She will now sit and WAIT in front of her dinner bowl until I blow my whistle. This is a conditioning ploy, so that later on when free-running, she will come to the sound of the whistle. It's a useful tool for blind people as they can't see in which direction their dog has run off when free running, or how far away the dog is. When a few of us puppy walkers are in a park together, if one person blows a whistle then ALL the pups will descend upon the whistle-blower and expect a treat. One puppy walker flat on her back, trampled by eager to please pups who all came when called.

Leadwork is coming along well, although Kristal  likes to carry a length of lead in her mouth, something we discourage Guide Dog pups doing, but she'll grow out of that. It's a comfort thing.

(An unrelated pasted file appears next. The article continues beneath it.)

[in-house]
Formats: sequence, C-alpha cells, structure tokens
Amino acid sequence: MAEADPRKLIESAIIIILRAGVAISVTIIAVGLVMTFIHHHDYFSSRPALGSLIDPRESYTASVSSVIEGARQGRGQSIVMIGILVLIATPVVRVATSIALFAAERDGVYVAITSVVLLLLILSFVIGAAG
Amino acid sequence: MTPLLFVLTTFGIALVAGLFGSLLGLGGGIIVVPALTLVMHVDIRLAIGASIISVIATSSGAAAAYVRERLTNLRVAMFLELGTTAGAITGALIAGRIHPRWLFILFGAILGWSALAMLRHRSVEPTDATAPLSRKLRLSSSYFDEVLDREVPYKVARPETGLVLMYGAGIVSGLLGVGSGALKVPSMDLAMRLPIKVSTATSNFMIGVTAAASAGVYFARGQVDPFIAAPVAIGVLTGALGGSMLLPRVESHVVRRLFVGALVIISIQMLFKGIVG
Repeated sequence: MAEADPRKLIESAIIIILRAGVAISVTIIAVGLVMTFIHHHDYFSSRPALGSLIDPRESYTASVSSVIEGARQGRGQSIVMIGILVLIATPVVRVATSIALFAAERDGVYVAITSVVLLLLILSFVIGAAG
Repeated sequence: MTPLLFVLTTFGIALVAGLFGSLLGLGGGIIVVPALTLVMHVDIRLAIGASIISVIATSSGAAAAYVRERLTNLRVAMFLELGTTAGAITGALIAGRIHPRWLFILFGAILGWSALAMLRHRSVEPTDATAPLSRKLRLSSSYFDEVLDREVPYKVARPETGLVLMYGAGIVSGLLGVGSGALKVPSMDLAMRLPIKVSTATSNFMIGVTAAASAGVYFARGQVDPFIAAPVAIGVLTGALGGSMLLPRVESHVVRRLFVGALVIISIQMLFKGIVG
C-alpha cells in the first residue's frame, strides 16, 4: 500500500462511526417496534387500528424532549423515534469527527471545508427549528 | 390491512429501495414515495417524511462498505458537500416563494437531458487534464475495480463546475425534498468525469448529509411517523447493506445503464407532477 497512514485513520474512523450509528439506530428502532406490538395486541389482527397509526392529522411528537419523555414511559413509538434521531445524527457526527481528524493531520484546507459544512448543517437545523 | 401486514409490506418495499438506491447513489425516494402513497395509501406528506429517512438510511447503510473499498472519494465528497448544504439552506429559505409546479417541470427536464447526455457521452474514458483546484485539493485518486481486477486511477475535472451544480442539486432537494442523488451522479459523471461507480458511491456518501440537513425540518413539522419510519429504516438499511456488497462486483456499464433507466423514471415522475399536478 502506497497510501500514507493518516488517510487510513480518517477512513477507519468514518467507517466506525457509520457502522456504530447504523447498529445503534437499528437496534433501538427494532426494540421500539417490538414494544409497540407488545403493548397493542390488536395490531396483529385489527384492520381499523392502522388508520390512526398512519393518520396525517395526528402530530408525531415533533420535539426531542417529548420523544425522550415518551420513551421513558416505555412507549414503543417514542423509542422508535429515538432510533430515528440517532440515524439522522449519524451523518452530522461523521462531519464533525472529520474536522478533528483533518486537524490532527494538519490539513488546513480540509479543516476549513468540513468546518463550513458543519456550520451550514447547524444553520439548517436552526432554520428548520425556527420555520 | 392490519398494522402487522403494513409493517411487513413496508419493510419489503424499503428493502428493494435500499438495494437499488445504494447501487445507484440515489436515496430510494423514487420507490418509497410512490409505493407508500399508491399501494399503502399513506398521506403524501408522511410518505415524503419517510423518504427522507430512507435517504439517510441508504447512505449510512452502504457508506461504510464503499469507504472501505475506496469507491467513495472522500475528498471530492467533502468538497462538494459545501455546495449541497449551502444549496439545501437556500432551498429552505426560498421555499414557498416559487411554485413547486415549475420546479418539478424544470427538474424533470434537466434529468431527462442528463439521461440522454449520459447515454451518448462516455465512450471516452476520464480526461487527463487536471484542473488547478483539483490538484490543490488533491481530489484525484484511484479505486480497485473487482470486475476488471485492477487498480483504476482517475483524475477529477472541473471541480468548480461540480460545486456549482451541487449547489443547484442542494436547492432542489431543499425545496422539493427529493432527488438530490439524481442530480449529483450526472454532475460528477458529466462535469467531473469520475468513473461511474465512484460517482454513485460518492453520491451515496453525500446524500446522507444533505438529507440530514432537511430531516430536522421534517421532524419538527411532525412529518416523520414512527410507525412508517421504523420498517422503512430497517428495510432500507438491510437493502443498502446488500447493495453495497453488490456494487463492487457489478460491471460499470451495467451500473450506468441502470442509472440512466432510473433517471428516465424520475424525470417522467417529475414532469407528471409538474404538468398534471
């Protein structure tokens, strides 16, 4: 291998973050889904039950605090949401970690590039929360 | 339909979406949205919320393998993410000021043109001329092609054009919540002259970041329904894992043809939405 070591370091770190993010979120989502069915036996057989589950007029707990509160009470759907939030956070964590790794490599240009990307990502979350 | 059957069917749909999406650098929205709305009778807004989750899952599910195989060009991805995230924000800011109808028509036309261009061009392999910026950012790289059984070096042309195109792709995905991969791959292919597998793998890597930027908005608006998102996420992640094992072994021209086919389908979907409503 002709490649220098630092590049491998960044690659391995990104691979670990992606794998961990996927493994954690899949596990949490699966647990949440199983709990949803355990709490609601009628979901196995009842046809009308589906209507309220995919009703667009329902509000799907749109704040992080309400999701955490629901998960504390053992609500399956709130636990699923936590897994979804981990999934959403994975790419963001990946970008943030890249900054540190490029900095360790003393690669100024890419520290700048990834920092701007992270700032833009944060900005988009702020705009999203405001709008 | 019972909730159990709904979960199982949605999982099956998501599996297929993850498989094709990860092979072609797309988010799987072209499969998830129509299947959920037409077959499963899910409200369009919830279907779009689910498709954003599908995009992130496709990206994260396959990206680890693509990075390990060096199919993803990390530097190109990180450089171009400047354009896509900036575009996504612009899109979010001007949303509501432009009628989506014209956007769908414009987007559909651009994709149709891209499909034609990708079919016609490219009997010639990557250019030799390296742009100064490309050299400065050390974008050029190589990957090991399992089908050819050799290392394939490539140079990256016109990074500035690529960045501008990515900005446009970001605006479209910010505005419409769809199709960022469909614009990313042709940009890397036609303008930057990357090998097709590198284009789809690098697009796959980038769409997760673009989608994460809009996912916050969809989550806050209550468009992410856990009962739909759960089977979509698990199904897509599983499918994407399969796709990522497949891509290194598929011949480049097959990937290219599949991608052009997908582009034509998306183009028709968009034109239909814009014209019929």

She has a natural curiosity about everything, and, in typical Labrador fashion, everything has to submit to the taste test. Shoes, in particular, hold enough scents to drive a dog nuts!

Oh, joy... a cardboard box. Who needs store-bought fancy toys? 

Royal Canin - that means there was food in here. Better check it out.

Can't see anything.

This needs a closer look. I'm going in.

There definitely was food in here.

Let me at it! Let me at it!

You never know who to believe these days.

Sunday, June 5, 2011

Kristal's here - seven weeks old.

Guide Dog pup Kristal's arrived... and don't we know it! Two nights of constant barking, objecting to having the door closed on her indoor kennel. But hey, I have my kitchen cupboard knobs to protect. Don't let HER call the shots was the advice from my supervisor. Okay, so husband and I shared what turned out to be our last pair of ear-plugs. One each. It sort of worked. Then last night, night 3, she was fine. No crying no mess. She just needed to establish that when we go out of sight, we do turn up again.